4. In an experiment to determine the effects of outside temperature on the emissions of diesel trucks, 10 trucks were run at temperatures of 40oF and then again at 80oF. The emissions of each truck at the two temperatures are presented in the table below.

40oF 718 830 890 769 869 791 814 898 782 793

80oF 699 750 891 698 793 806 819 867 751 729

Can you conclude that the mean emissions are higher at 40oF? Use the α = 0.07 level.

a. State the null and alternative hypotheses.

H0:

H1:

H0: μ_80°F = μ_40°F (There is no difference in mean emissions between 80°F and 40°F temperatures)

H1: μ_80°F < μ_40°F (Mean emissions are lower at 80°F than 40°F)

b. Find the critical value and sketch the rejection region.

Sketch of Rejection Region:

The rejection region is in the left tail of the t-distribution curve, with a critical value at -1.619.

Critical value(s):

(If there are two critical values, list both values separated by a comma)

Since we are using a one-tailed test with α = 0.07, the significance level in the left tail will be 0.07. We need to find the critical value for a t-distribution with 9 degrees of freedom (10 pairs – 1).

Using a t-table, we find the critical value: -1.619.

c. Find the test statistic.

First, we need to calculate the differences between the emissions at 80°F and 40°F for each truck. Then, calculate the mean (d̄) and standard deviation (s_d) of these differences.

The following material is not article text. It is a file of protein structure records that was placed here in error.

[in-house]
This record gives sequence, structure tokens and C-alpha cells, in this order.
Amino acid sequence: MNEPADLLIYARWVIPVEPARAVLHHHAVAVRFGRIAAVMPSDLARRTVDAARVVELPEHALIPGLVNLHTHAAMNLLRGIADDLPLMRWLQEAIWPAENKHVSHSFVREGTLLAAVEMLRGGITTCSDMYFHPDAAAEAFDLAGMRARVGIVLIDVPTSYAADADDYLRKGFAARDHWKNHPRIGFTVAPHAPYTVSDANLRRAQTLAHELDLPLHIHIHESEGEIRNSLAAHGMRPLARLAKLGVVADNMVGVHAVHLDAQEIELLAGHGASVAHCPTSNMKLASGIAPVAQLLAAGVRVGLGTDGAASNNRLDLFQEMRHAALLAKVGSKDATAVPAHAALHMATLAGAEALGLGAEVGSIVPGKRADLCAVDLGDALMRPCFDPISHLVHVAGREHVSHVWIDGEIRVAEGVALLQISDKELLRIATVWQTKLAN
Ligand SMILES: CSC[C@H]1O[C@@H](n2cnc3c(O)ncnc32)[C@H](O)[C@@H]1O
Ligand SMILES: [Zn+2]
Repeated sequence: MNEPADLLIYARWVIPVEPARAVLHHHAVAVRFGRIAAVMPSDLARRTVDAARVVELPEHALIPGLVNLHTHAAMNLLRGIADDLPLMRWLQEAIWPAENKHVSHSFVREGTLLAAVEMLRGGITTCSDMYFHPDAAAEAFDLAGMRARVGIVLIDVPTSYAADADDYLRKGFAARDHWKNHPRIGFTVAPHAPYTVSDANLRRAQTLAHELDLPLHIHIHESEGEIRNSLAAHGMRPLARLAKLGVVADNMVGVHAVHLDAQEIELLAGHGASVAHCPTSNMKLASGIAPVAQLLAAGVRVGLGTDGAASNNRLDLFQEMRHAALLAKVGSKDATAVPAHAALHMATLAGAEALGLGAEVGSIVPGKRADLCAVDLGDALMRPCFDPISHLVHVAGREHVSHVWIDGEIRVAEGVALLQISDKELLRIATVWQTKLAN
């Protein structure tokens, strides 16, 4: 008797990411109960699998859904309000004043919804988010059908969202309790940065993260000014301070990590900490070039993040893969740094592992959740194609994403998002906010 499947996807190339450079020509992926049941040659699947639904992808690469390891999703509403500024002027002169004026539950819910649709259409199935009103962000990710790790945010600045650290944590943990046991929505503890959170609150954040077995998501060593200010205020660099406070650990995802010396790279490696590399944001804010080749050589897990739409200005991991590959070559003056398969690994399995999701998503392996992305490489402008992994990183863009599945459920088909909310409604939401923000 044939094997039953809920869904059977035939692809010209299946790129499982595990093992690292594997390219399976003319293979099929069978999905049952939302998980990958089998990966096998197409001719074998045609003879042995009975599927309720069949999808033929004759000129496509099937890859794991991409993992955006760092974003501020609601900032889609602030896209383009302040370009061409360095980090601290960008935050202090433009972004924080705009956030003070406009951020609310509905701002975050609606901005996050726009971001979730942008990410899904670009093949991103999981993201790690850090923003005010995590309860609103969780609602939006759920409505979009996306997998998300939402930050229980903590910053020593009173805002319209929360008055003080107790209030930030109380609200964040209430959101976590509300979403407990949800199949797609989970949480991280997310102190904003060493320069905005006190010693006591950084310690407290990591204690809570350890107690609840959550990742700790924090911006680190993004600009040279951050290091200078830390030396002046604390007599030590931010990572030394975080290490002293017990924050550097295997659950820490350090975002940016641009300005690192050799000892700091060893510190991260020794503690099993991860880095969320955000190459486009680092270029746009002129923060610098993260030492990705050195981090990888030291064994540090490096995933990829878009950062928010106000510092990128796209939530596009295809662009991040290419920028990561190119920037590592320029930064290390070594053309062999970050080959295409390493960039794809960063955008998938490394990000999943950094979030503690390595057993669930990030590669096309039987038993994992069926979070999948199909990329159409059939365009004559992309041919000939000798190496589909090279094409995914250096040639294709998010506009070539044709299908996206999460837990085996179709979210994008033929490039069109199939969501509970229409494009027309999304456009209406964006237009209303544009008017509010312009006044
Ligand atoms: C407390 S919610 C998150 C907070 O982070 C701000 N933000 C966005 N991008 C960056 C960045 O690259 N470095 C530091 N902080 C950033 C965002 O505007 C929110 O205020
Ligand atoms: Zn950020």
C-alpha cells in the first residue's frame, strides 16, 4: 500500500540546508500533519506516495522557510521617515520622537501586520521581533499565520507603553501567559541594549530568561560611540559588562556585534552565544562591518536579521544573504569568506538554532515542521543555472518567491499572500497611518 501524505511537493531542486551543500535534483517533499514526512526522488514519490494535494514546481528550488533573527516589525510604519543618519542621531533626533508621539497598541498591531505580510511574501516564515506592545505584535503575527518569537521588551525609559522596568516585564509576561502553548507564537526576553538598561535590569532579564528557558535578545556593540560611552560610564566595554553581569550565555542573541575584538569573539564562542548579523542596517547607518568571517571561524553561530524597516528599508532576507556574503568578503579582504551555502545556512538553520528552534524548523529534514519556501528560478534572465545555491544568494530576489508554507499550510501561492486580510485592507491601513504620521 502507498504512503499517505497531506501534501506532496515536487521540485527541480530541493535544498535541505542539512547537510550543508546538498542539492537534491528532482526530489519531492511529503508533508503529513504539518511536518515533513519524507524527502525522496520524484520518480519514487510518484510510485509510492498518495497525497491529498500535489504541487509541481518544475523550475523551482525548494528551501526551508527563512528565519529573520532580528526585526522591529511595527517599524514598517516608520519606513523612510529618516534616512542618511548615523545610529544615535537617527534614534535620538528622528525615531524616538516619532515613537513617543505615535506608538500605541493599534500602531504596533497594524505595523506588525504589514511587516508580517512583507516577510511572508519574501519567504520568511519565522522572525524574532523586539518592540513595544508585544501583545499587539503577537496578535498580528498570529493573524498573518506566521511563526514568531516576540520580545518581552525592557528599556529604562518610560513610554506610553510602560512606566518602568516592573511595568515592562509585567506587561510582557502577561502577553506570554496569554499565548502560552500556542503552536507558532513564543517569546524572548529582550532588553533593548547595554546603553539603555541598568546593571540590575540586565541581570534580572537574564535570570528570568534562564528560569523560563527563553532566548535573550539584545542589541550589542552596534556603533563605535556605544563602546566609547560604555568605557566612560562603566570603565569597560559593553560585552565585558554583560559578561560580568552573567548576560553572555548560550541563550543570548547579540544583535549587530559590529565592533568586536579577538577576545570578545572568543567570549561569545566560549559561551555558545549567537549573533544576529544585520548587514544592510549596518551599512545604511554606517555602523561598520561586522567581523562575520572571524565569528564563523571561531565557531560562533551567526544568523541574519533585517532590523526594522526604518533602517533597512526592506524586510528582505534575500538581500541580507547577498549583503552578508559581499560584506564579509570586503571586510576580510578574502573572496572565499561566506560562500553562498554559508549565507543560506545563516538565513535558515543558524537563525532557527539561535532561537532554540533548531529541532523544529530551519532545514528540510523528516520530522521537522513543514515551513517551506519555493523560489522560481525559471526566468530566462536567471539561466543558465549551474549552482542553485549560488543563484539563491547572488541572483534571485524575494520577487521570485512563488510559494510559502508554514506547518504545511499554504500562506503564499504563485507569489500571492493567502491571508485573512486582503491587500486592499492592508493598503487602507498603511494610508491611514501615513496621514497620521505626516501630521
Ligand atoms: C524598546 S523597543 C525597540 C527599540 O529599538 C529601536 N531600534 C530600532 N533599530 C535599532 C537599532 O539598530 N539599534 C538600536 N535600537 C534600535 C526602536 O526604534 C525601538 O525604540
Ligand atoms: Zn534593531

differences: -19, -80, 1, -71, -76, 15, 5, -31, -31, -64

d̄ = -35.1

s_d = 35.788

Now, we can calculate the test statistic:

t = (d̄ – μd) / (s_d / √n)

t = (-35.1 – 0) / (35.788 / √10) ≈ -3.101

d. Find the p-value.

Using a t-distribution table, we find the p-value associated with the test statistic t = -3.101 and 9 degrees of freedom.

p-value ≈ 0.006

e. Decide: H0

Since the p-value (0.006) is less than α (0.07), we reject H0.

f. Conclusion: At α = 0.07 significance level, there enough evidence to conclude that the mean emissions are higher at 40oF.

5. Listed below are body temperatures (in oF) from seven different subjects measured at 8 AM and again at 12 AM.

8 AM 96.3 97.5 96.8 97.9 97.3 97.3 96.6

12 AM 98.7 98.7 97.8 98.8 98.8 98.8 98.0

a. Construct a 98% confidence interval for the difference in body temperature at the two times of day.

Critical value: t∗ or z∗ = (Enter the positive one.)

Margin of Error: E =

Confidence Interval: ( , )

First, we need to calculate the differences between the body temperatures at 8 AM and 12 AM for each subject. Then, calculate the mean (d̄), standard deviation (s_d), and standard error (SE) of these differences.

differences: 2.4, 1.2, 1.0, 0.9, 1.5, 1.5, 1.4

d̄ = 1.414

s_d = 0.495

SE = s_d / √n = 0.187

Using a t-distribution table and a 98% confidence level with 6 degrees of freedom (7 subjects – 1), we find the critical value: 2.998.

Margin of Error: E = t∗ * SE = 2.998 * 0.187 = 0.561

Confidence Interval: (d̄ – E, d̄ + E) = (0.853, 1.975)

b. Interpret your result in part (a) in a complete sentence.

We are 98% confident that the true difference in body temperature between 8 AM and 12 AM for this population is between 0.853°F and 1.975°F.

c. Based on your confidence interval, can you conclude that there is a difference in body temperature between the two times of day?

o Yes

o No

Yes, since the confidence interval does not include zero, we can conclude that there is a statistically significant difference in body temperature between 8 AM and 12 AM.